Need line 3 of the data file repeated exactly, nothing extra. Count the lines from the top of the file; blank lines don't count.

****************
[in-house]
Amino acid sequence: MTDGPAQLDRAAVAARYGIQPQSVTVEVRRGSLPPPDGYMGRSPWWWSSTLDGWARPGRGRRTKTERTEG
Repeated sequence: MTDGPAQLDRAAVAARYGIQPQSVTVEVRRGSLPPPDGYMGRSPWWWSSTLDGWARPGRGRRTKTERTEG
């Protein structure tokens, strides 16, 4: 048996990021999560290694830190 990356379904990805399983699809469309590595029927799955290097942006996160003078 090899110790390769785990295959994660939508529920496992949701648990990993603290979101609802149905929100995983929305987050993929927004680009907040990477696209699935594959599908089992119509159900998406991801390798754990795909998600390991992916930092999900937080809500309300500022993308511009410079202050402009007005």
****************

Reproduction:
Repeated sequence: MTDGPAQLDRAAVAARYGIQPQSVTVEVRRGSLPPPDGYMGRSPWWWSSTLDGWARPGRGRRTKTERTEG